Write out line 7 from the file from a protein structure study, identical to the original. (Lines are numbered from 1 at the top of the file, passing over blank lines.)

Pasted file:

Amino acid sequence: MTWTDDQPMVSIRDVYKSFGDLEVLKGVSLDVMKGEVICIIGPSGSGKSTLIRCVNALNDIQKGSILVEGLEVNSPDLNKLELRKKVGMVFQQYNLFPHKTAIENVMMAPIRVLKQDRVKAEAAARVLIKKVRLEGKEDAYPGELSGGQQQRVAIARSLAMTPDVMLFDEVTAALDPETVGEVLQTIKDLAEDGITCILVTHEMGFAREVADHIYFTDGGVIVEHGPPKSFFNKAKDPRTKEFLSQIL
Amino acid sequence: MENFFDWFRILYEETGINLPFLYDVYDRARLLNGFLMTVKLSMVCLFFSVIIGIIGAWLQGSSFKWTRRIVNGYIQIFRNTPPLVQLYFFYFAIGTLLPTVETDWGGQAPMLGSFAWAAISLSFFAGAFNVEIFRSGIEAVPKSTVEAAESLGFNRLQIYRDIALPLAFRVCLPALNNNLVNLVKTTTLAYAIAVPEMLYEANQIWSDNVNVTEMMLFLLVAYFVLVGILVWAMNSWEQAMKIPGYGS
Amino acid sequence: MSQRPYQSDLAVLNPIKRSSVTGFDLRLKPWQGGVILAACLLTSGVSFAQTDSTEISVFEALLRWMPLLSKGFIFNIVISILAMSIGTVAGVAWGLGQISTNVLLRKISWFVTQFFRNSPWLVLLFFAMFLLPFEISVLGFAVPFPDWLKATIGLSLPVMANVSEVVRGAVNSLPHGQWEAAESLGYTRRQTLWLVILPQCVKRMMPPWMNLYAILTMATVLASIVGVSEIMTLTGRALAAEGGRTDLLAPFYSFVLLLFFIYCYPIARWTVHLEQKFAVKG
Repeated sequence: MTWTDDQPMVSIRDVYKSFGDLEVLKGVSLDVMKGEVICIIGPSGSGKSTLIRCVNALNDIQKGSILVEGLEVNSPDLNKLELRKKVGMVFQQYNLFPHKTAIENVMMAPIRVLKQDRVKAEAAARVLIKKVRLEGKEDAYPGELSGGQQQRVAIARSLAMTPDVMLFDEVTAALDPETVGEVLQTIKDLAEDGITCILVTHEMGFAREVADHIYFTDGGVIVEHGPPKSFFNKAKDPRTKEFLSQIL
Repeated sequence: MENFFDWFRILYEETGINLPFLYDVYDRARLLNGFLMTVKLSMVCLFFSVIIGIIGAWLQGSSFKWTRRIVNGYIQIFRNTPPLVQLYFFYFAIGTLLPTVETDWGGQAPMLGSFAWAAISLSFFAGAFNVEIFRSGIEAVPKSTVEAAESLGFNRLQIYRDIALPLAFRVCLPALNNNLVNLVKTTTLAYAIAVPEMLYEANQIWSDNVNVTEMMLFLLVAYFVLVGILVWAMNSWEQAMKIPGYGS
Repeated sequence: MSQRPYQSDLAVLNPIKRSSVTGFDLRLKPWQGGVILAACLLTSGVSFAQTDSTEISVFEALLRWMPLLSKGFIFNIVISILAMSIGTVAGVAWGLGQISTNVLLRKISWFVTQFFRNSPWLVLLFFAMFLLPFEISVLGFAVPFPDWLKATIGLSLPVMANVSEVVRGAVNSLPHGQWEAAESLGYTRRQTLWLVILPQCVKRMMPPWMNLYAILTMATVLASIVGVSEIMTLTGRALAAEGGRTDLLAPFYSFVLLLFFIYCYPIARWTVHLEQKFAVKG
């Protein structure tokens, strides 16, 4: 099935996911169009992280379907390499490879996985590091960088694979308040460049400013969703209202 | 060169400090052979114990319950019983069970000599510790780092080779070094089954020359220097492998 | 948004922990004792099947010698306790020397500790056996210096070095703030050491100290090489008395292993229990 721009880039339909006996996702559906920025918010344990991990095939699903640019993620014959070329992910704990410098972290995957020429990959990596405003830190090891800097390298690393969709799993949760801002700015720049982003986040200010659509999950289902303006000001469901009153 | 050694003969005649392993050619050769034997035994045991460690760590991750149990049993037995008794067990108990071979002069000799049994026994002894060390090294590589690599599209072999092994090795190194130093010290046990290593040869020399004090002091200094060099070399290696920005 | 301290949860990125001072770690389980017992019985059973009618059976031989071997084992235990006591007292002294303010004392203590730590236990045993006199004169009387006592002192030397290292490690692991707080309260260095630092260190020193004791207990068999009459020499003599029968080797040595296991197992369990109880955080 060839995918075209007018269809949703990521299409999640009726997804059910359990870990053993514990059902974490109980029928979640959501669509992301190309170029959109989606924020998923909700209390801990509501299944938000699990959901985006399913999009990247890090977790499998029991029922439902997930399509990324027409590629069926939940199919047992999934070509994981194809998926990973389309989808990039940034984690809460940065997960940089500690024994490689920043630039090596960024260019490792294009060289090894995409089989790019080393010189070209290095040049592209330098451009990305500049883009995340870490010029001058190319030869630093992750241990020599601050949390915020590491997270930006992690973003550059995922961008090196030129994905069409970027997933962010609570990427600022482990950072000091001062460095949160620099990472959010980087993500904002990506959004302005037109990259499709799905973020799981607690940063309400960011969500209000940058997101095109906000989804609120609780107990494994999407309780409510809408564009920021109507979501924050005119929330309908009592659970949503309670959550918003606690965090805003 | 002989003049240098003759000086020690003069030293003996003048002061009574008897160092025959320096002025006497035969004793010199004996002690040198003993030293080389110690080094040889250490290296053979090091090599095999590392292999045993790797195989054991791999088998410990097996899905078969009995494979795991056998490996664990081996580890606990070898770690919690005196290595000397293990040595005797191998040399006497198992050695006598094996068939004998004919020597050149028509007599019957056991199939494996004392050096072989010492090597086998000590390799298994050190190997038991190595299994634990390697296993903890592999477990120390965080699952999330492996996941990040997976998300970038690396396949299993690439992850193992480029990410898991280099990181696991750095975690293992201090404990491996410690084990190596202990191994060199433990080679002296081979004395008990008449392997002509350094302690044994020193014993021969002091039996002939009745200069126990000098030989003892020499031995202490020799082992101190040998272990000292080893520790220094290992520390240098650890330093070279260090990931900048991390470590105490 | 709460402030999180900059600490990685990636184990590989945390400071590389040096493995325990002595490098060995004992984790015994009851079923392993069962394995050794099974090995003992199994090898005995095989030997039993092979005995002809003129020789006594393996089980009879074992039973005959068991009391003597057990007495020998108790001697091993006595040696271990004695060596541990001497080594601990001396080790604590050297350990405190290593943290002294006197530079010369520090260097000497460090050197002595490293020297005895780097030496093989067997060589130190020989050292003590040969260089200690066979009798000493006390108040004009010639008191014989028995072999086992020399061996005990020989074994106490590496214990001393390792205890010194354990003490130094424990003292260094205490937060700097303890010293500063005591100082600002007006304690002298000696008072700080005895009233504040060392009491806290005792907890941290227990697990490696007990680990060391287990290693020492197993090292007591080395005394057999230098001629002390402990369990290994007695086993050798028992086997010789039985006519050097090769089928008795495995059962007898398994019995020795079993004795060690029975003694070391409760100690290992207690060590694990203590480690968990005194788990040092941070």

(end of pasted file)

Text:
């Protein structure tokens, strides 16, 4: 099935996911169009992280379907390499490879996985590091960088694979308040460049400013969703209202 | 060169400090052979114990319950019983069970000599510790780092080779070094089954020359220097492998 | 948004922990004792099947010698306790020397500790056996210096070095703030050491100290090489008395292993229990 721009880039339909006996996702559906920025918010344990991990095939699903640019993620014959070329992910704990410098972290995957020429990959990596405003830190090891800097390298690393969709799993949760801002700015720049982003986040200010659509999950289902303006000001469901009153 | 050694003969005649392993050619050769034997035994045991460690760590991750149990049993037995008794067990108990071979002069000799049994026994002894060390090294590589690599599209072999092994090795190194130093010290046990290593040869020399004090002091200094060099070399290696920005 | 301290949860990125001072770690389980017992019985059973009618059976031989071997084992235990006591007292002294303010004392203590730590236990045993006199004169009387006592002192030397290292490690692991707080309260260095630092260190020193004791207990068999009459020499003599029968080797040595296991197992369990109880955080 060839995918075209007018269809949703990521299409999640009726997804059910359990870990053993514990059902974490109980029928979640959501669509992301190309170029959109989606924020998923909700209390801990509501299944938000699990959901985006399913999009990247890090977790499998029991029922439902997930399509990324027409590629069926939940199919047992999934070509994981194809998926990973389309989808990039940034984690809460940065997960940089500690024994490689920043630039090596960024260019490792294009060289090894995409089989790019080393010189070209290095040049592209330098451009990305500049883009995340870490010029001058190319030869630093992750241990020599601050949390915020590491997270930006992690973003550059995922961008090196030129994905069409970027997933962010609570990427600022482990950072000091001062460095949160620099990472959010980087993500904002990506959004302005037109990259499709799905973020799981607690940063309400960011969500209000940058997101095109906000989804609120609780107990494994999407309780409510809408564009920021109507979501924050005119929330309908009592659970949503309670959550918003606690965090805003 | 002989003049240098003759000086020690003069030293003996003048002061009574008897160092025959320096002025006497035969004793010199004996002690040198003993030293080389110690080094040889250490290296053979090091090599095999590392292999045993790797195989054991791999088998410990097996899905078969009995494979795991056998490996664990081996580890606990070898770690919690005196290595000397293990040595005797191998040399006497198992050695006598094996068939004998004919020597050149028509007599019957056991199939494996004392050096072989010492090597086998000590390799298994050190190997038991190595299994634990390697296993903890592999477990120390965080699952999330492996996941990040997976998300970038690396396949299993690439992850193992480029990410898991280099990181696991750095975690293992201090404990491996410690084990190596202990191994060199433990080679002296081979004395008990008449392997002509350094302690044994020193014993021969002091039996002939009745200069126990000098030989003892020499031995202490020799082992101190040998272990000292080893520790220094290992520390240098650890330093070279260090990931900048991390470590105490 | 709460402030999180900059600490990685990636184990590989945390400071590389040096493995325990002595490098060995004992984790015994009851079923392993069962394995050794099974090995003992199994090898005995095989030997039993092979005995002809003129020789006594393996089980009879074992039973005959068991009391003597057990007495020998108790001697091993006595040696271990004695060596541990001497080594601990001396080790604590050297350990405190290593943290002294006197530079010369520090260097000497460090050197002595490293020297005895780097030496093989067997060589130190020989050292003590040969260089200690066979009798000493006390108040004009010639008191014989028995072999086992020399061996005990020989074994106490590496214990001393390792205890010194354990003490130094424990003292260094205490937060700097303890010293500063005591100082600002007006304690002298000696008072700080005895009233504040060392009491806290005792907890941290227990697990490696007990680990060391287990290693020492197993090292007591080395005394057999230098001629002390402990369990290994007695086993050798028992086997010789039985006519050097090769089928008795495995059962007898398994019995020795079993004795060690029975003694070391409760100690290992207690060590694990203590480690968990005194788990040092941070």